A green turtle.
A green turtle. Brocken Inaglory/CC BY-SA 3.0

As an investigative technique, isotope analysis is the preserve of serious crime fighters. It can be used to help bust drug rings, track criminals, or find out where a suspect had recently traveled—it’s amazing the information that a bit of hair can hold. It’s also important in archaeology, ecology, and other fields, and now scientists at the University of Exeter have found a new use for it: tracking the secretive feeding habits of turtles.

Green turtles, native to the area around the island of Cyprus, south of Turkey, were decimated by a taste for turtle soup that surged from the 1920s through the 1970s. Now they are at risk from the tourists that flock to Cyprus’s beaches, which threatens their nesting grounds. There may now be as few as 500 female green turtles left around the island. As part of conservation efforts, scientists have been observing green turtles for years, and tracking their movements from foraging grounds to breeding sites. These journeys can cover hundreds of miles, with many turtles favoring the same areas year after year.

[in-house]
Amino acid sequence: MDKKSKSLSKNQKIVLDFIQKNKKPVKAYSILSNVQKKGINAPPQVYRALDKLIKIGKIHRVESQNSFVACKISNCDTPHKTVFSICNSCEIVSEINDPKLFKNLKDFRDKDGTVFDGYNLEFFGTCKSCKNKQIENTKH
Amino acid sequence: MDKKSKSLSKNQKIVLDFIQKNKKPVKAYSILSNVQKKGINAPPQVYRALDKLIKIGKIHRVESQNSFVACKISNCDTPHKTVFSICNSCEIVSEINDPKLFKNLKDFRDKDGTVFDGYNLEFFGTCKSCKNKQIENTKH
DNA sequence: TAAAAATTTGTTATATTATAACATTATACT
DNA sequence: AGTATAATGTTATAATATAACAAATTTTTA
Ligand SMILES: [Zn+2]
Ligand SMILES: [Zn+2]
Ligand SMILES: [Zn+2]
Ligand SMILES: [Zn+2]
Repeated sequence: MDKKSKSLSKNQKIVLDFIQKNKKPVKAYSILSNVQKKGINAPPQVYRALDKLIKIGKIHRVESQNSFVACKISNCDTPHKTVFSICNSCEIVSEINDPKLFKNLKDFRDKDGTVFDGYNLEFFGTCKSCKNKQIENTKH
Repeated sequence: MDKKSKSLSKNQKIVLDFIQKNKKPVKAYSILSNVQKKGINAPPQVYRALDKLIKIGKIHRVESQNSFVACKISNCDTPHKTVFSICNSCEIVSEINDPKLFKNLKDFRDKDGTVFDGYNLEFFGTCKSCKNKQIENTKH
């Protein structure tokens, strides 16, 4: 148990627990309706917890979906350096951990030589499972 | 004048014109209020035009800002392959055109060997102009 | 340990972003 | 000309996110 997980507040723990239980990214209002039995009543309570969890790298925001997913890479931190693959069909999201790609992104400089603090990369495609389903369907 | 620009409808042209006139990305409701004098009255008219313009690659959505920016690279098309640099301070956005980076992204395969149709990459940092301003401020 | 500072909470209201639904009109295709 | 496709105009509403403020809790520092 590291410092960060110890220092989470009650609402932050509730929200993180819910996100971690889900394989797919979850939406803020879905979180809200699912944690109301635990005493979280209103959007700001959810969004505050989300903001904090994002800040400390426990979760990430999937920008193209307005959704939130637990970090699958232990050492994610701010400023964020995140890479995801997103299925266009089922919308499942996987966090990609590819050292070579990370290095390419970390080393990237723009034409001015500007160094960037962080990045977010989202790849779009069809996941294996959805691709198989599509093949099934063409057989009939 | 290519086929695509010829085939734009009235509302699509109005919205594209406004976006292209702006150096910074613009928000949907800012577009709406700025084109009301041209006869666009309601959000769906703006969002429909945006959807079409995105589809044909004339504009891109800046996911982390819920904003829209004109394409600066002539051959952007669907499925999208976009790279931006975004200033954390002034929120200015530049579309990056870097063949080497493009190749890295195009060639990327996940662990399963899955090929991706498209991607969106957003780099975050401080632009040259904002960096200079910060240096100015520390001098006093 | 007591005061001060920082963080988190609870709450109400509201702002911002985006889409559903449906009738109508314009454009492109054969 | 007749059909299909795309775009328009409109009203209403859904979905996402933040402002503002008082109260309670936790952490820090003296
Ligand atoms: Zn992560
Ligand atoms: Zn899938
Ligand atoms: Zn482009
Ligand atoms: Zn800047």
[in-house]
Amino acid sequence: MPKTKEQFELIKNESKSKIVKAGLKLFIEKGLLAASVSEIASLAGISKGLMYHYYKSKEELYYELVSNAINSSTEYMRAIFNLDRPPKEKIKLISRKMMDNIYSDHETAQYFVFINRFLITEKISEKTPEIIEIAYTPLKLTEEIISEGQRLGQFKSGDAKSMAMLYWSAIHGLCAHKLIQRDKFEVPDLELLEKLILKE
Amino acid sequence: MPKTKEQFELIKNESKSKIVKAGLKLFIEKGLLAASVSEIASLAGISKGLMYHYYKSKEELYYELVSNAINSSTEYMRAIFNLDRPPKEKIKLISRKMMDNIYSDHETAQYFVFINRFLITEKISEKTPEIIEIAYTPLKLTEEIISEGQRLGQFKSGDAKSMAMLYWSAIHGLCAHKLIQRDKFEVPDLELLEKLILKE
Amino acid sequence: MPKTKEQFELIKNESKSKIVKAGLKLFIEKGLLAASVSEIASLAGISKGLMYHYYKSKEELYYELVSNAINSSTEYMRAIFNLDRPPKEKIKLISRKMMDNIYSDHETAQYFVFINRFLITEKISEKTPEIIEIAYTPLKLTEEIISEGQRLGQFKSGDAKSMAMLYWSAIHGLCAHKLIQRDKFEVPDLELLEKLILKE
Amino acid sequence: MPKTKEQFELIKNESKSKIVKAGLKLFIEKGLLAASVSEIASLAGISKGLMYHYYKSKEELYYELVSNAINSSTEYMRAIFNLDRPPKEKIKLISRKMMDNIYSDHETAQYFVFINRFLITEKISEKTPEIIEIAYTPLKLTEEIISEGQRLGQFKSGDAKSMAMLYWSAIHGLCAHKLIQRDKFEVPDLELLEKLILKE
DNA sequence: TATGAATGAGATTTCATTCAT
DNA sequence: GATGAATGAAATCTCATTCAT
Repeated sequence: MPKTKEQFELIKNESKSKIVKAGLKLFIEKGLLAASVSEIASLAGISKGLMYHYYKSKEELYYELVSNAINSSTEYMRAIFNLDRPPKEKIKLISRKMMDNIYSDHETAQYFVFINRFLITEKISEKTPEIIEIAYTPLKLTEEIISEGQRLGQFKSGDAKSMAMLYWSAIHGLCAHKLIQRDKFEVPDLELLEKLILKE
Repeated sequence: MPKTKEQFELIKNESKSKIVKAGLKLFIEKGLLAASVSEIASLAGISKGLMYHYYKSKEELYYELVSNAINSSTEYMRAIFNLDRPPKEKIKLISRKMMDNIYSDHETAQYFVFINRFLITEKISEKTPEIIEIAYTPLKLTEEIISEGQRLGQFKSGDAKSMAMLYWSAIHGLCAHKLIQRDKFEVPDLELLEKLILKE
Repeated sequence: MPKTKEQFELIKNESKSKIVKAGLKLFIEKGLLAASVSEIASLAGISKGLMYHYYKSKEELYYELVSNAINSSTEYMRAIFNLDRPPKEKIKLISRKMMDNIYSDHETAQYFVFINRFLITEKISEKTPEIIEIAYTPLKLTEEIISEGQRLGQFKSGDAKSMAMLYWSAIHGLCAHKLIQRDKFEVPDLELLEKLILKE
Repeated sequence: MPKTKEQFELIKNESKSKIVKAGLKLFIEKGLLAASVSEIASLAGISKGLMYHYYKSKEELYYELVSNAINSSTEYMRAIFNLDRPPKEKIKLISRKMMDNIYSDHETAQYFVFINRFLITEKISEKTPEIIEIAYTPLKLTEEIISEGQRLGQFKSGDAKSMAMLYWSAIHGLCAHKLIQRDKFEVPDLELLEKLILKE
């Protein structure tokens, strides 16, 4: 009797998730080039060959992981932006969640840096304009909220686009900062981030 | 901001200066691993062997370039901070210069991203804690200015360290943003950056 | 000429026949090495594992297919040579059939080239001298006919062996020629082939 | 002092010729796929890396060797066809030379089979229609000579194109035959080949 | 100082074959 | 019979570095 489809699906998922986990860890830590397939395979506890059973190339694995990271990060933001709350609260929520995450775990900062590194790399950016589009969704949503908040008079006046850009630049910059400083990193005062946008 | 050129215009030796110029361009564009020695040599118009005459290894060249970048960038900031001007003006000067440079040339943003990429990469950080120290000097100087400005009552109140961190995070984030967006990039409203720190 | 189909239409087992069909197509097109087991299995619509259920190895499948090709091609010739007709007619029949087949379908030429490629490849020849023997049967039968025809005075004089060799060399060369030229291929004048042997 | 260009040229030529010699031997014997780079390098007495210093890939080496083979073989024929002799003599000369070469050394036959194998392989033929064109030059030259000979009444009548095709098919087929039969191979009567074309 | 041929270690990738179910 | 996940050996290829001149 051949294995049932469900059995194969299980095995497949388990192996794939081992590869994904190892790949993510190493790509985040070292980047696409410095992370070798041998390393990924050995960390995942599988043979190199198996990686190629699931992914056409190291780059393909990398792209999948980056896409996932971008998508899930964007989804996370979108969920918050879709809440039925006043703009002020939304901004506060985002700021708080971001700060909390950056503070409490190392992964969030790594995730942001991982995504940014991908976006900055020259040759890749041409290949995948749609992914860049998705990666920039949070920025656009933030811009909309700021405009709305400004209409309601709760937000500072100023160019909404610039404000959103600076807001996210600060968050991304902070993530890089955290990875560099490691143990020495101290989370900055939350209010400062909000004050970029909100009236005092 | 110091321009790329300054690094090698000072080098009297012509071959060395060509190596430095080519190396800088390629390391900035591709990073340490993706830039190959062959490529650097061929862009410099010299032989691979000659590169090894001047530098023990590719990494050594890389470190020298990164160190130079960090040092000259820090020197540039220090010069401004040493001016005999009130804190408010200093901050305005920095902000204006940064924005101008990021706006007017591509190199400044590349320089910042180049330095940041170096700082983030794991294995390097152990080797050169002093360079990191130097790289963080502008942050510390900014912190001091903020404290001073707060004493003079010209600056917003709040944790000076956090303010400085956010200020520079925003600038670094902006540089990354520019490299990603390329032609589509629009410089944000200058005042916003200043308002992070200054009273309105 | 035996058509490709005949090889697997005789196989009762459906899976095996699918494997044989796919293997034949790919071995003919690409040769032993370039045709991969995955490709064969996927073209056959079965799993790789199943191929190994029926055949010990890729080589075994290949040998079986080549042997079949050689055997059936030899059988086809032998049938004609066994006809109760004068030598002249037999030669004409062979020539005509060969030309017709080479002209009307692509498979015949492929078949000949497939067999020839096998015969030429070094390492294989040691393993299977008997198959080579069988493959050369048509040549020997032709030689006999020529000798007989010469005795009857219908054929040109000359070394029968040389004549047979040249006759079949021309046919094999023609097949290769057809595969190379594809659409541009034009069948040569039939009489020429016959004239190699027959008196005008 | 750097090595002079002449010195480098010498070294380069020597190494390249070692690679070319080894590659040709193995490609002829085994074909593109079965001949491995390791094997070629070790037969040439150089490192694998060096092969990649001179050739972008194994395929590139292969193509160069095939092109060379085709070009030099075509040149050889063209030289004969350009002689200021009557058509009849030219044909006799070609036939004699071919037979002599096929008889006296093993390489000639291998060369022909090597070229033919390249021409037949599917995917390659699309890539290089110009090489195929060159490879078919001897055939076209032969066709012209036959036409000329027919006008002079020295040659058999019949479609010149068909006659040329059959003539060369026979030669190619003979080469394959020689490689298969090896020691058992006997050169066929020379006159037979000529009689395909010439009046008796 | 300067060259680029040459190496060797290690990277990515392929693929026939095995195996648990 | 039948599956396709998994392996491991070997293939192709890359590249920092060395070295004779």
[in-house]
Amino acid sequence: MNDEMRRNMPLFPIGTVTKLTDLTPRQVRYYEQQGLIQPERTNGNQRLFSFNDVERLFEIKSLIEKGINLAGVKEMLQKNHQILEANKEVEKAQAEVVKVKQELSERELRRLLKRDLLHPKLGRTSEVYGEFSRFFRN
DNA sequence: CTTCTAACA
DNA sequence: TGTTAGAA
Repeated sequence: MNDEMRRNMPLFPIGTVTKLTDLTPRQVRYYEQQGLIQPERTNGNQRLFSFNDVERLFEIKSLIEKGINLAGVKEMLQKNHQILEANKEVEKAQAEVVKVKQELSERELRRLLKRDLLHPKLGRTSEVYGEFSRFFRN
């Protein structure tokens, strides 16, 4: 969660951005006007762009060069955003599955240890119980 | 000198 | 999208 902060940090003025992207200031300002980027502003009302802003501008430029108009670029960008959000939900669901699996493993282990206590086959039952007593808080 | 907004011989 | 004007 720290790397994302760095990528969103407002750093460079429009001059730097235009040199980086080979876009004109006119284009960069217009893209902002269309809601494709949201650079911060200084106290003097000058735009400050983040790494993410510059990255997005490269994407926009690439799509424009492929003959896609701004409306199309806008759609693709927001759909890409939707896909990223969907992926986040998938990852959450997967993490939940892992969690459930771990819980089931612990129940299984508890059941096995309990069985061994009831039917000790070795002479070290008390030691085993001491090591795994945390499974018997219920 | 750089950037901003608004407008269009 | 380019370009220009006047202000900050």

Previously, scientists had to rely on tagging and satellite tracking to keep an eye on the turtles. But by analyzing stable isotope ratios, which show what an animal has eaten and where it came from, they unearthed another important site they’d previously missed. They now know that Lake Bardawil (actually a salty lagoon), on Egypt’s north coast, is the most important feeding area for the turtles that head to Cyprus to breed each year. “A large proportion of turtles had isotope ratios that did not correspond to sites previously identified, and we tracked five of them,” said Brendan Godley, from the University of Exeter. “Five out of five went to Lake Bardawil.” In the future, he says, they will be able to use stable isotope analysis to measure the success of their conservation efforts. Science is on the case.